I'm not a SAHM, but I'm a single mom who doesn't get any CS b/c I share 50/50 physical custody with my ex. It's actually really easy for me to live on one income AND tithe AND max out on my 401(k) AND save up to move.

31% goes to housing 'stuff' (mortgage, utilities, electric, home phone, internet, alarm, direct tv, cell phone)

37% goes to tithing, retirement, college fund, and savings.

right now, 20% goes to a car I just bought b/c I'm paying it off in 1 year. once it's paid off, most will go into savings, part will go towards the new house. that number also includes gas.

10% goes to groceries, eating out, and HHs

The rest is surplus that gets used on various things or put in savings.

Those are the high level categories.




answers from Dallas on

I don't feel comfortable giving out the nitty gritty details, but we're a family of 5 who gets by on almost half of your income. It sounds to me like you're more concerned about not enough money to do all the social things you want to do. That's definitely going to be something that will have to give. Instead of focusing on all the things we do without, we shift our perspective and focus on our choice for our children to have a parent at home full-time. Social stuff for kids: library storytime, playgroup, park, Paradise Pond in Grapevine, look into a family membership somewhere (children's museum, zoo, Dallas Arboretum, etc). For you, have a video night with a friend instead of going out to the movie theater, start a playgroup (I've done playgroup with all my kids so I can get together with the other moms more than for the sake of my kids playing!) have friends over for potluck dinners or game nights, get an exercise buddy or group. If you want to make staying home a priority, you'll find a way to make it work. You can also do some odd jobs to get a little extra money here and there when you want to do something special. I occasionally face paint, which gives me a little bit of disposable income to do what I want with. Going from working full-time to staying home full-time is a big transition and will take some time to get used to. I know from experience :) But just like anything else, over time you'll figure it out, and pick up on the tricks of the trade. Best wishes!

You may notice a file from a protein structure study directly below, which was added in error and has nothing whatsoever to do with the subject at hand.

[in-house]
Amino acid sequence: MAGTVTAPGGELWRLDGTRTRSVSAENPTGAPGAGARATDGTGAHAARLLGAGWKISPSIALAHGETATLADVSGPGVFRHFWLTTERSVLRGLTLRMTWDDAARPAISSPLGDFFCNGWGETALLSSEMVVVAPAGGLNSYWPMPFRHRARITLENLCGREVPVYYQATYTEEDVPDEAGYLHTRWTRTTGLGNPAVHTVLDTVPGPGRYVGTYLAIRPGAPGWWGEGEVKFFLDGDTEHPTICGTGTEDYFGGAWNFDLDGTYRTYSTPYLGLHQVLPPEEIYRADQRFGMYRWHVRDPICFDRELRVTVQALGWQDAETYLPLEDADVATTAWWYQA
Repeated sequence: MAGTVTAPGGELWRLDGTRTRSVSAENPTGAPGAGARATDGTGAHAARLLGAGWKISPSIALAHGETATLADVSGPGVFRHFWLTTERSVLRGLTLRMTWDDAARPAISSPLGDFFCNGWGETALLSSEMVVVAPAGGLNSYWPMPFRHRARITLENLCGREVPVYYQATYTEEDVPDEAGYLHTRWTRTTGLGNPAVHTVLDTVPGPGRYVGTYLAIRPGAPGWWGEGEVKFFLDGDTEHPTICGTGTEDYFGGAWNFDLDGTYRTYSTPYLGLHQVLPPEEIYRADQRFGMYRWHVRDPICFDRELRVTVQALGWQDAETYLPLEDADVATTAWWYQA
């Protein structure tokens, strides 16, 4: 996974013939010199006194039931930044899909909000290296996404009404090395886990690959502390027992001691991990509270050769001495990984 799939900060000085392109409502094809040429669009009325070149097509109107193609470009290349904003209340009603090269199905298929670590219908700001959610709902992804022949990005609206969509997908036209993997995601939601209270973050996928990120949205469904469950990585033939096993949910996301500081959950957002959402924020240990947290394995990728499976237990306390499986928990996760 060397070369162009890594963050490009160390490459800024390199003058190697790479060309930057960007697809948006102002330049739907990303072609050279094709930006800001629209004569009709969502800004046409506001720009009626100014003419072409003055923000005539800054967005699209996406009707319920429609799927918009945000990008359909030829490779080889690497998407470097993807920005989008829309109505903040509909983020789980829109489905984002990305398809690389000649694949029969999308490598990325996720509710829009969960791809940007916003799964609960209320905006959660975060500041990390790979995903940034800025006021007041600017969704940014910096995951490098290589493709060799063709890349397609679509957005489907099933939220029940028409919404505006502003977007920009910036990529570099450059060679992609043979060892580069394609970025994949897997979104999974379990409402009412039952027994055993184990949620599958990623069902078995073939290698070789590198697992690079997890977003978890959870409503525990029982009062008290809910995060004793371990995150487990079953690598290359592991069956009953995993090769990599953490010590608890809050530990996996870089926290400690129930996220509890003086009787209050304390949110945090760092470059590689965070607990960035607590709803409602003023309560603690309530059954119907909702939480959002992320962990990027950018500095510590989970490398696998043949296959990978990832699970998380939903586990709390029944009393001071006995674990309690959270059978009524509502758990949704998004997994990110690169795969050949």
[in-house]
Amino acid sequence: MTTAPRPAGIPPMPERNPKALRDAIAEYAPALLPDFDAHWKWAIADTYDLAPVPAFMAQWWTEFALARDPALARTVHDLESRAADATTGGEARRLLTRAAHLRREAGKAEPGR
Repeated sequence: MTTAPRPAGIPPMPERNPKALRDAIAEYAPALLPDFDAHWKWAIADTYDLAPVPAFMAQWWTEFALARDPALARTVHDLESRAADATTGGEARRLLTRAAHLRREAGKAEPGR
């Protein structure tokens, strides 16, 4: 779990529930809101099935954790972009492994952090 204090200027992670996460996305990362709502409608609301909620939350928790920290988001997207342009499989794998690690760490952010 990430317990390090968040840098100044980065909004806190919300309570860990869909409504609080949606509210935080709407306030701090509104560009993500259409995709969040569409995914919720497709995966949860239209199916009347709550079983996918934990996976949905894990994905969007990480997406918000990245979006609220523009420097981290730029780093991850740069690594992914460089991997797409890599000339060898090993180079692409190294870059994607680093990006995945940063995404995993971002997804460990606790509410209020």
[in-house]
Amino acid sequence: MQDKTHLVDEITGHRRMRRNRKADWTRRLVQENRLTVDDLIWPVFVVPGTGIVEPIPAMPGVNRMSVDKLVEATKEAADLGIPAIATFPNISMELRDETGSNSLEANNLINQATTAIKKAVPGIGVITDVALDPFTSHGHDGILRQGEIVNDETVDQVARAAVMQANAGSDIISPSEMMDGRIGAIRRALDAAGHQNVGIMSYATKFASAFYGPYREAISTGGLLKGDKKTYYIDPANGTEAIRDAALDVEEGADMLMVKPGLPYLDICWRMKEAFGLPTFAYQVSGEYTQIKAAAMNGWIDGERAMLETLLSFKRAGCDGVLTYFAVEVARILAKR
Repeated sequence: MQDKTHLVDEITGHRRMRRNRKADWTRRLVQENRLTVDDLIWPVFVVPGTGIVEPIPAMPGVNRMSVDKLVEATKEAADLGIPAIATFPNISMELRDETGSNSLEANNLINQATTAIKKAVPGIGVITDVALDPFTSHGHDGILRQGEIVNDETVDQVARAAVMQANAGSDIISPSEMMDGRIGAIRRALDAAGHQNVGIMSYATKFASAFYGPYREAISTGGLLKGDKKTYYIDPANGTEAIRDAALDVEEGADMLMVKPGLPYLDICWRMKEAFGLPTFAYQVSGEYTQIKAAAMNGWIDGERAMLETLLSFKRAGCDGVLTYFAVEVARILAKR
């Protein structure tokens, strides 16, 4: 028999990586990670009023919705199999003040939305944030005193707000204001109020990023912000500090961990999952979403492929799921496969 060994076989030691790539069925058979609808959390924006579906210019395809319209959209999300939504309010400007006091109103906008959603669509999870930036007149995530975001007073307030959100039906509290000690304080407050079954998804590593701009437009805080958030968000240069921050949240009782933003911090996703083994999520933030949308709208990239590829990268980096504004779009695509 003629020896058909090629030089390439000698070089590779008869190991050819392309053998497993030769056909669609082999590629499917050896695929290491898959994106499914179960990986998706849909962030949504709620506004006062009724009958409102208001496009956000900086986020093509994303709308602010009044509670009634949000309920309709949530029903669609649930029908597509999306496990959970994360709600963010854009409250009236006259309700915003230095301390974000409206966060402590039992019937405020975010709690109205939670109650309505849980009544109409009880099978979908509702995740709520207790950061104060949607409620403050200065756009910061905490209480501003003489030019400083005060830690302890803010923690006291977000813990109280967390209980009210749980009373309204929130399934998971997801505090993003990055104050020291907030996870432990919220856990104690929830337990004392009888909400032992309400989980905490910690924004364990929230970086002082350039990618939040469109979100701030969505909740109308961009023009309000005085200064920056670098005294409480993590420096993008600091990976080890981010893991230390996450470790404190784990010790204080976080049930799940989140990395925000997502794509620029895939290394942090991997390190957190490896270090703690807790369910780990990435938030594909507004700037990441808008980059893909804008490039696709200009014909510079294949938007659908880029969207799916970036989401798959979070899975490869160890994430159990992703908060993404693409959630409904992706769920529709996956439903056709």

answers from Dallas on

It all comes to choices. There are companies that you can work parttime from home. alpine access. It is a customer service company that contracts out to different companies - like xbox and walgreens.
Most churches have MOPS groups. Mothers of preschoolers. They meet once a month, provide childcare and the adults get to have some adult conversation :)...Most churches have weekly bible studies that provide childcare. You could clean houses. It is good money for only 3 to 4 hours of work. Hope this helps!



answers from Dallas on

It is a huge change after our second child I have have been a sahm. It is also not always fun. But the benefits for your children is amazing. We make about 4500 a month and it is not always easy. My husband and I go out on a date night once a month grandparents watch the kids. I joined the ymca and meet friends in the morning there and the kids play with their friends. It is a great time to have time away. I think the hardest thing is to not loose yourself which is hard not to do. Also the biggest money saver as we all know is eating at home. I don't coupon but I try to make everything at home. If we go to park or outside activity I try and pack our lunches. I do as many free things with the kids as possible and once a week we go to McDonalds and have water and a cookie and they play for a hour in the play area. That is the treat for good behavior after running errands once a week. The thing is to be invintive and once you start talking with other sahm you get ideas. You realize that everyone is giving up something to stay home. You and your husband have to see what that is in your life though. Ours is going to movies and dinner out. We love those things but once I stayed home that had to go. Goodluck to you it is a hard transicion but completely worth it in the end.